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Lake Sturgeon Recovery Plan

Lake sturgeon over a gravel bed.

A Draft Lake Sturgeon Recovery Plan (1.8 MB PDF) is available for public comment until November 25, 2017. Lake Sturgeon have been listed as a Threatened Species in New York since 1983. The Lake Sturgeon Recovery Plan was last updated in 2005 and since then, new guidance that defines a viable spawning population at 750 sexually mature fish has been published. Recent research cited throughout the plan also provides insights on spawning populations, distribution, and stocking survival among other things. This iteration of the New York recovery plan partitions the historic range of lake sturgeon into seven Management Units based on distribution of known sturgeon populations, movement within and among populations, and the genetic structure of lake sturgeon populations across the state.

The purpose of this recovery plan is to ensure perpetuation of the species in this State, restore self-sustaining populations, and remove the species from the Threatened Species list in New York. To achieve that goal, recovery metrics are defined that must be achieved in six of the seven Management Units to support removing lake sturgeon from the list of threatened species in New York. At a minimum, 750 sexually mature fish must be present in each Management Unit and there must be evidence of ongoing recruitment, measured by detection of 3 year classes of wild reproduction in a 5-year period, to consider that unit recovered. The New York State Department of Environmental Conservation seeks to gather enough evidence of recovery of lake sturgeon to initiate removal from the list of Threatened Species in New York no later than 2024.

To comment on the plan, send an email with the subject line "Lake Sturgeon" to or send written comments via US Mail to:

Lisa Holst
Rare Fish Unit Leader
NYSDEC Bureau of Fisheries
625 Broadway
Albany, NY 12233

Lake Sturgeon Recovery Plan Executive Summary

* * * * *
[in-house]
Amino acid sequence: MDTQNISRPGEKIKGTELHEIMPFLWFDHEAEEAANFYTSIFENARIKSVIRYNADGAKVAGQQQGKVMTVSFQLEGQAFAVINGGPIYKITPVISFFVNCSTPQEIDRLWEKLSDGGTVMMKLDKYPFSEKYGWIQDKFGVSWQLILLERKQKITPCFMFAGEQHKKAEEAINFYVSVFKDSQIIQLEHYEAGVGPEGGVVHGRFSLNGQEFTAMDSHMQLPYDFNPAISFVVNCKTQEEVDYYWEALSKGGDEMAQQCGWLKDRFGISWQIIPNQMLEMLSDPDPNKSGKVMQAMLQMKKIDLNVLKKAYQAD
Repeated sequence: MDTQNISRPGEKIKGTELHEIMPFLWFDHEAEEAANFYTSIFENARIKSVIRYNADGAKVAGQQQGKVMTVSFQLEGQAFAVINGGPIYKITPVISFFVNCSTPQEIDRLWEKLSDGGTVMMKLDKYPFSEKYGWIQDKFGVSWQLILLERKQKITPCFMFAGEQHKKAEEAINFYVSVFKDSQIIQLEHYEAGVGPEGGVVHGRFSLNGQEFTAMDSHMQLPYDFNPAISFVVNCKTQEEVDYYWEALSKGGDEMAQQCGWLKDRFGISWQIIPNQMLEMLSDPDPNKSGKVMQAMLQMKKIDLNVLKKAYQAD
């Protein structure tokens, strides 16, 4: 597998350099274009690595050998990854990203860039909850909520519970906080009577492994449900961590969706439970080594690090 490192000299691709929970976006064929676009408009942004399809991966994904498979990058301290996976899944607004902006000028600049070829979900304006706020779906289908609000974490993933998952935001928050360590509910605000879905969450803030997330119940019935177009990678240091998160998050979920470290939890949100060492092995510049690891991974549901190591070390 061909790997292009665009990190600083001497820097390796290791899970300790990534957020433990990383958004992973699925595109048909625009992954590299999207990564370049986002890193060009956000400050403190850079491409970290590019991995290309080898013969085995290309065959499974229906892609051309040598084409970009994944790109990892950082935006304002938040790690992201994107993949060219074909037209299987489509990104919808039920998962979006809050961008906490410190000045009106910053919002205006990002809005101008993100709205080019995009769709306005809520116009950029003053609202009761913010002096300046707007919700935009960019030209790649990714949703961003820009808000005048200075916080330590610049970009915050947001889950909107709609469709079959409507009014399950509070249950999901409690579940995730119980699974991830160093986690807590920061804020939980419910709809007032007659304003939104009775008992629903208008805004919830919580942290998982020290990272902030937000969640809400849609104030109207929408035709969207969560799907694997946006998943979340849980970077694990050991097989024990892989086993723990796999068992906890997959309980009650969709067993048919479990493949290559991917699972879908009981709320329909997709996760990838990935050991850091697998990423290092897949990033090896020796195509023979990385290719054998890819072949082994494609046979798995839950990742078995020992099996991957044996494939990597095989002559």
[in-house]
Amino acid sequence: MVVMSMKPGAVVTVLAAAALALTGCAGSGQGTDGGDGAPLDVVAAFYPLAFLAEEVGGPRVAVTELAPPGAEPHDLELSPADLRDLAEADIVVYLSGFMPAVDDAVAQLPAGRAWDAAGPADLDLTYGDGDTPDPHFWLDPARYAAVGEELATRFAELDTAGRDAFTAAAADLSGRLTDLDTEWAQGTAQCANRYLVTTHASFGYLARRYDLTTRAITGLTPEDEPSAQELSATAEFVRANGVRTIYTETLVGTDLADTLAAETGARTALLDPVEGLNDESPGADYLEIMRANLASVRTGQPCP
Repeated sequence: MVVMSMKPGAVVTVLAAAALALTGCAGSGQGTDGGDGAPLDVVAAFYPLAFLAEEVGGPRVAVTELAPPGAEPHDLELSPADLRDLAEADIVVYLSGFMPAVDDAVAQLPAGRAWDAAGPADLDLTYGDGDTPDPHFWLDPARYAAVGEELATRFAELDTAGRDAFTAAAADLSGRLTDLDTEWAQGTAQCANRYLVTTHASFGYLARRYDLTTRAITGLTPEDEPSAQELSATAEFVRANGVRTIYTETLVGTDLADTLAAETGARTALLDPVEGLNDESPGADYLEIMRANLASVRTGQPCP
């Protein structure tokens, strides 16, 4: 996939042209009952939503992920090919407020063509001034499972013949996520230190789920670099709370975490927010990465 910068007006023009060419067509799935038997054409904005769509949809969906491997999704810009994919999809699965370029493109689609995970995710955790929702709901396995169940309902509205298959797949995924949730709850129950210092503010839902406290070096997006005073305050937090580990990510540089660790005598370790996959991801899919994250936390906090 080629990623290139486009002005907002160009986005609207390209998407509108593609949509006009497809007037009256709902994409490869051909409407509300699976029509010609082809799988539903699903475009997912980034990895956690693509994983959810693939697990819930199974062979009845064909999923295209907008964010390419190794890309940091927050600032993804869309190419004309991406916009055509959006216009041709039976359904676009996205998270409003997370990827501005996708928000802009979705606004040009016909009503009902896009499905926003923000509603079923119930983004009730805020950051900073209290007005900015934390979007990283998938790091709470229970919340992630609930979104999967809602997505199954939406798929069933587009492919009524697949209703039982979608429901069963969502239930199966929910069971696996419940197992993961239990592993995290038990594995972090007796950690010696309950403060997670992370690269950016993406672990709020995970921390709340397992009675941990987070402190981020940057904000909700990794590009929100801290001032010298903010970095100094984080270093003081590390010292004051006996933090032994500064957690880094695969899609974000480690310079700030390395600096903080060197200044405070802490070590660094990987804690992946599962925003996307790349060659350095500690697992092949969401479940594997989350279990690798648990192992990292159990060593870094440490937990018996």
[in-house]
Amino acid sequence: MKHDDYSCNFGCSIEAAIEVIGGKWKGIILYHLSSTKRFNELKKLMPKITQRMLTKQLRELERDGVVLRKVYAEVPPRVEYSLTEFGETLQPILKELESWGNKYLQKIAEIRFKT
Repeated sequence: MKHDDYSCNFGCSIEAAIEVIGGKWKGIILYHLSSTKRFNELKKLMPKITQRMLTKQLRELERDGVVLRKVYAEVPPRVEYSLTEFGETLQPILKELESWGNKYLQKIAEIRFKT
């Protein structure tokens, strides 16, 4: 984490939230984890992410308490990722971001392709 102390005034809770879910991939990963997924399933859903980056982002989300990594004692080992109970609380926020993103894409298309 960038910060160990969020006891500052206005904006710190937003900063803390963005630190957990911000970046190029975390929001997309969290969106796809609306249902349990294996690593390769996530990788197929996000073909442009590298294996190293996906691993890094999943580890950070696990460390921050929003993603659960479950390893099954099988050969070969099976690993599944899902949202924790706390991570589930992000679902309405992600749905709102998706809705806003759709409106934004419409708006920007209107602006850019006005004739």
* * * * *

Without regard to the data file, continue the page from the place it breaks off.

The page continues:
Lake sturgeon are long lived, large bodied, late to sexually mature, and spawn only intermittently. These characteristics make this species especially vulnerable to overfishing, and slow to recover from the severe declines they experienced in the past. In New York State, overfishing and habitat degradation led to severe declines in many of the state's lake sturgeon spawning populations, resulting in listing as a state threatened species in 1983. While much research has been conducted on lake sturgeon in the past twenty years, we still lack sufficient knowledge of specific spawning locations for some populations, as well as population abundances and age structure for many of the populations. In order to change the New York State listed status of this species from Threatened to Special Concern, or to remove it from the list, there needs to be sufficient self-sustaining populations in the state to warrant that change. Defining these populations and an accompanying target number for recovery proved challenging since lake sturgeon occupy wide ranging and variable habitats across New York. In many cases, smaller spawning aggregations may be part of a larger metapopulation. To accommodate these variances, we defined Management Units across New York as a descriptor of these metapopulations. Self-sustaining populations of lake sturgeon are defined in this plan as having an estimate of at least 750 spawning adults across all spawning aggregations within a Management Unit and detection of at least three years of wild reproduction in a five-year period. A stocking program by New York State Department of Environmental Conservation (NYSDEC) and the United States Fish and Wildlife Service (USFWS) has been in place since 1993 to achieve these goals. Lake sturgeon have been re-established across the state and current stocking is seeking to enhance the genetic diversity of the stocked populations. Naturally recovering populations are also being monitored in several Great Lakes locations. Spawning habitat enhancement is taking place at several locations in the St. Lawrence River, and the Seneca River. NYSDEC, USFWS, US Geological Survey (USGS), Cornell University, St. Regis-Mohawk tribe, many local governments, non-governmental organizations, and utilities are working toward these goals. Contributions from all will be necessary to accomplish recovery of this species.

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